The Tira Factor
Nine out of 10 restaurants close their doors within the first three years. Scary statistics. So why would someone choose to go into this business? “Because you have a passion for food and believe you can be in the small percentage that succeeds.” shares Julia Hanna, owner of Julia’s Ristorante.
Not only has Julia been in the restaurant business for over twenty-three years, she’s owned and operated three successful restaurants in that time. So what’s her secret to success?
Julia believes it is the “tira factor.” Tira is the Italian word for pull, she explains. “It’s intangible. It’s the draw that pulls people through your door. It’s the relationship and the emotional connection you create with your customers, your guests and your staff.” And it’s the piece that every successful small business has and large corporations spend millions trying to create it, she observes.
She opened her first restaurant in 1983. “I was 26 years old and had $328 in the bank. I had been the manager at the hottest restaurant in Toronto – celebrities walked through our doors daily – it was a very “chi chi” place.” she shares.
“But along the way the owner forgot it was about the guests, not him. I never felt he connected with everyone, only those he thought were worthy. I wanted a place where everyone who walked through the doors knew they mattered – a place I would feel at home.”
It was that feeling of home, that led to one of Julia’s greatest successes. One night, a couple who had just finished their meal and were leaving the restaurant asked if she would consider hosting the Juno Party.
“I looked at this gentleman and his wife who sat at our best table on a Friday night and had two cranberry juices, a bowl of pasta and a pizza. He was wearing a fish t-shirt, and said he was the President of Sony. “
I just couldn’t believe our good luck – it was the server who treated them as if they had ordered the finest bottle of wine and a chef who made the pizza that reminded them of Italy. They were made to feel welcome and they wanted 150 people – many of Canada’s finest recording artists to have the same experience.
They held the Juno Party three years in a row until it moved to Halifax. But Julia is pragmatic about the change. “That’s what business is – opportunities gained and opportunities lost. If we had not had the Tira factor that night, we would have never known what we would have lost.”
But it hasn’t all been smooth-sailing for the restaurant owner. After four years of her secondd restaurant running successfully Julia had the opportunity to expand and she took over additional space and opened a take-home food shop.
“Customers loved the reasonably priced good food to eat in or take out. However, I ignored one very important rule of business – location, location, location.” she confessed. “ Customers needed to be able to get in, pick up their food, and get out quickly. Anyone tried doing that in a busy, downtown core?” she asks.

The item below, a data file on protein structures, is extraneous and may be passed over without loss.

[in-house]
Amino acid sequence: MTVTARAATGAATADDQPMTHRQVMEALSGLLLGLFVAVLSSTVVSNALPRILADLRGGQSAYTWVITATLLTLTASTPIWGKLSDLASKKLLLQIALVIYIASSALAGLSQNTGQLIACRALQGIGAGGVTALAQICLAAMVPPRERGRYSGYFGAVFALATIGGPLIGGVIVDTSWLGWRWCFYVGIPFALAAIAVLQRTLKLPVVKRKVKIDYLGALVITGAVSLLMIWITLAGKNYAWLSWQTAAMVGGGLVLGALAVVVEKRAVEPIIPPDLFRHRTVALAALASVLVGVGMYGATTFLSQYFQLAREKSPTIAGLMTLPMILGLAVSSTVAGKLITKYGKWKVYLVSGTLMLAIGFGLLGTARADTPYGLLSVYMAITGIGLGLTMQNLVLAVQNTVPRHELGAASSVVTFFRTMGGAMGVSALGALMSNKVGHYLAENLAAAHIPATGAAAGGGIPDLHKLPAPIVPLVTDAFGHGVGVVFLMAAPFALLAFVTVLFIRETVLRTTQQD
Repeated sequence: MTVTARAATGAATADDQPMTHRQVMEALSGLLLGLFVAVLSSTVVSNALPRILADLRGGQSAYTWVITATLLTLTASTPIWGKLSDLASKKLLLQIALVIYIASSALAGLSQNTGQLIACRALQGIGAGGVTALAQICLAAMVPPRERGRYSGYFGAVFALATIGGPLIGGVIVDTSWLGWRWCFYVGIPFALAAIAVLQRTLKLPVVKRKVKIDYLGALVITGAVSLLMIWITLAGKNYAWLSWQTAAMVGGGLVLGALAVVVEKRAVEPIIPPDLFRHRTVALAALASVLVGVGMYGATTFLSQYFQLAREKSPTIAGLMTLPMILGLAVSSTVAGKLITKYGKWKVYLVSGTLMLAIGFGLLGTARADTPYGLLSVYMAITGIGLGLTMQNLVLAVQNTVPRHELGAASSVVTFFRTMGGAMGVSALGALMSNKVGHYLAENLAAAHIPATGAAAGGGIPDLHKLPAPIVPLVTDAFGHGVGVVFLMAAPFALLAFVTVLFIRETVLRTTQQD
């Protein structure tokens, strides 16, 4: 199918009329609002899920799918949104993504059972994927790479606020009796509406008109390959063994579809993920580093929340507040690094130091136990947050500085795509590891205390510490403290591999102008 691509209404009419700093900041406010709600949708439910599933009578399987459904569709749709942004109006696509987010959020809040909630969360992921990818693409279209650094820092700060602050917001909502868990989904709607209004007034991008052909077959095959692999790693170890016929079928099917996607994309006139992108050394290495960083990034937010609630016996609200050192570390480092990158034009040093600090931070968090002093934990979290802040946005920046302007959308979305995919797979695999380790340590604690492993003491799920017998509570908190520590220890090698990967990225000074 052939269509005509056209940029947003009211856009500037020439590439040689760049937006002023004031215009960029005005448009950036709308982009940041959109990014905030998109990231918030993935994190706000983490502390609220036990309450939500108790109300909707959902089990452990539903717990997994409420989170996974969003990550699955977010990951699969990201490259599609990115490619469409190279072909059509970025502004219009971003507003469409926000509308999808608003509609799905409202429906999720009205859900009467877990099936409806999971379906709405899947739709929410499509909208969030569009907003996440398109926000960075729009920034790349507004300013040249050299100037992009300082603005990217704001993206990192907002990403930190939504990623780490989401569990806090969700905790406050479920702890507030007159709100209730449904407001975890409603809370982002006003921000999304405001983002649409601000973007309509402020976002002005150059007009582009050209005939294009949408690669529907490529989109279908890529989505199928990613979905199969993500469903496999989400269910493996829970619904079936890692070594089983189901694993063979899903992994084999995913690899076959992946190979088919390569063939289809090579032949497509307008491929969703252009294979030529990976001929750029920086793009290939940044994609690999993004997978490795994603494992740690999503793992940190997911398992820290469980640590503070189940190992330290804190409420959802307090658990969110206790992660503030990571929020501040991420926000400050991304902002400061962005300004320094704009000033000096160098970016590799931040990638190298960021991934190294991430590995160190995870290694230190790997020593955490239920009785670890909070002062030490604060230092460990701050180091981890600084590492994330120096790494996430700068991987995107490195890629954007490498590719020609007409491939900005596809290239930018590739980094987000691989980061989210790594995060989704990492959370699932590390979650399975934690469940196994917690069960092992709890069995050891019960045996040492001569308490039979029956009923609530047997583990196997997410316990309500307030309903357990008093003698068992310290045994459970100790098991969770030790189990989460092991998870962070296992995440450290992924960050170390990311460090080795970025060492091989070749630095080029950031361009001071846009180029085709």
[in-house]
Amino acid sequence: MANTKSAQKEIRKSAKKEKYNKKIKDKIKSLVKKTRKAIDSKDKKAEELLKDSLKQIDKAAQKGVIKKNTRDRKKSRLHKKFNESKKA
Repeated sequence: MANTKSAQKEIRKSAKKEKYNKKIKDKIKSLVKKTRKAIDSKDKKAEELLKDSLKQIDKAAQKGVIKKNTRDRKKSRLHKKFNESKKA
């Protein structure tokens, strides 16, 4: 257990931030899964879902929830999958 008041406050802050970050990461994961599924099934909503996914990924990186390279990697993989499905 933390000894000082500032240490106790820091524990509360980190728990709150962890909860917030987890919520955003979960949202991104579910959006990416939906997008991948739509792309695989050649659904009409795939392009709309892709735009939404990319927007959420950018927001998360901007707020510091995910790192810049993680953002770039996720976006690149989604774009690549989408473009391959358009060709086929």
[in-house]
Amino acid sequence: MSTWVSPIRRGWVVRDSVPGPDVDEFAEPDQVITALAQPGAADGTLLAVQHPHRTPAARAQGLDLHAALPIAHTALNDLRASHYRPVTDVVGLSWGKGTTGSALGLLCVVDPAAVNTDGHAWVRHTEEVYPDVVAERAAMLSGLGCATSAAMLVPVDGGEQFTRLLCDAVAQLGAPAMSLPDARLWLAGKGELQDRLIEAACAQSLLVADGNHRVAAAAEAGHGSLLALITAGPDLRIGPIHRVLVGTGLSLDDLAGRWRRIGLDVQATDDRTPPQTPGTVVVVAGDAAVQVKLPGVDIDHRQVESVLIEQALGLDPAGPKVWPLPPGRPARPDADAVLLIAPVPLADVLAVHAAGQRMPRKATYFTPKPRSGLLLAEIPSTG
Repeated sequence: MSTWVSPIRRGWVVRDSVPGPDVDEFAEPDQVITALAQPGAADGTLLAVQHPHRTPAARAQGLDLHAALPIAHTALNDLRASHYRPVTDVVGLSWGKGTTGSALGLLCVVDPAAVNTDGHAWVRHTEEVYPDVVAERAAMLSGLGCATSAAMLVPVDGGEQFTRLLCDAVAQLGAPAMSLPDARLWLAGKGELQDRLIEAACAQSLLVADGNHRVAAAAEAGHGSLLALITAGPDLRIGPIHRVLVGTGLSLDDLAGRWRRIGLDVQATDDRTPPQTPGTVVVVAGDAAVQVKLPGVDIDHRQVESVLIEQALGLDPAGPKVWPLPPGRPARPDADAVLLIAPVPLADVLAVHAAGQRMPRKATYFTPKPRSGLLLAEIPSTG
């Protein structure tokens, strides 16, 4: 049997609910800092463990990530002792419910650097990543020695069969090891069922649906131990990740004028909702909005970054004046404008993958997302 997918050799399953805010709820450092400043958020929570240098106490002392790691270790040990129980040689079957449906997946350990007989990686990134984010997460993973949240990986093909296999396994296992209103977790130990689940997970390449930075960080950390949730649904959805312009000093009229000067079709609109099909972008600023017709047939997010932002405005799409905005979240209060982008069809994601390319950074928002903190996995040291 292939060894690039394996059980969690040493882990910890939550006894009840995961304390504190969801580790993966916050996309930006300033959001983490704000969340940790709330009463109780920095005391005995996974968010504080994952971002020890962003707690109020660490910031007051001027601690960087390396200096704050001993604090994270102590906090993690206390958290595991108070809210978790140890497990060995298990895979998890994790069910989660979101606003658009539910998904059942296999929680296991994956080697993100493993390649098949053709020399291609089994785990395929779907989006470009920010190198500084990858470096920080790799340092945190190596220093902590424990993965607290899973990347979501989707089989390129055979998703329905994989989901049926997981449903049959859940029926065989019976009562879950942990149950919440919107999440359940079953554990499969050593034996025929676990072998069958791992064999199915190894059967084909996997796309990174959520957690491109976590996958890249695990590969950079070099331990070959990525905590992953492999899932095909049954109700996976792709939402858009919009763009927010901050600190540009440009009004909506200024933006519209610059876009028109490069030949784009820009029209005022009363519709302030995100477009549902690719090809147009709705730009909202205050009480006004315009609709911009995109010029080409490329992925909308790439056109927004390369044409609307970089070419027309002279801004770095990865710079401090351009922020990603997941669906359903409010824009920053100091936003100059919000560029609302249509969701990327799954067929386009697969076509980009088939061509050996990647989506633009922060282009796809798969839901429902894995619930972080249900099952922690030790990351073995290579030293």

She learned much from that experience and has come to recognize that failure is a part of doing business and we learn from our mistakes. She later turned the shop into a cooking school and started their Corporate Team Building program which she continues today.
When asked how she measured success in business, she was quick to respond that it isn’t just about the money. “I’m not naïve. If it isn’t a monetary success, you won’t be doing it for long.” To me, it’s about your quality of life.”
“It’s about the incredible cast of characters you work with. It’s about the people you meet – not just the celebrities. It’s about the young girl with the purple hair that worked with us when no one else would hire her, and who comes to see you every year and is now a marine biologist in Hawaii.”
“It’s the joy you feel when a young man you know gets out of hospital and the first place he wants to go is to your restaurant and have a bowl of Fettucine Alfredo. It’s watching his mother’s face light up watching her son eat.”
That for Julia is when being in business is really sweet.
The small business world is more competitive today than ever before. It means you have to enter better and stronger. It means you must do your homework. It means you pick everyone’s brain – lawyers, accountants, friends. It’s like pieces of a puzzle and the pieces have to fit.
When you have strong relationships with your customers, they will come back and tell their friends about your service.
The most effective way to grow your business is to focus on servicing your existing customers better.
Take care for your staff, as they are your front line ambassadors.
Recognize that fear of failure and fear of change are an inevitable fact of life. Learn from these experiences. Try to see challenges as opportunities for growth and change.
If your business is making money but at the cost of your family, friends and your health, that is too big an investment for any business.
Give back to the community. Share the abundance. It comes back to you in many ways.
Julia Hanna is the owner of Julia’s Ristorante in Oakville, Ontario. She can be reached at email@example.com or check her website at www.juliasristorante.com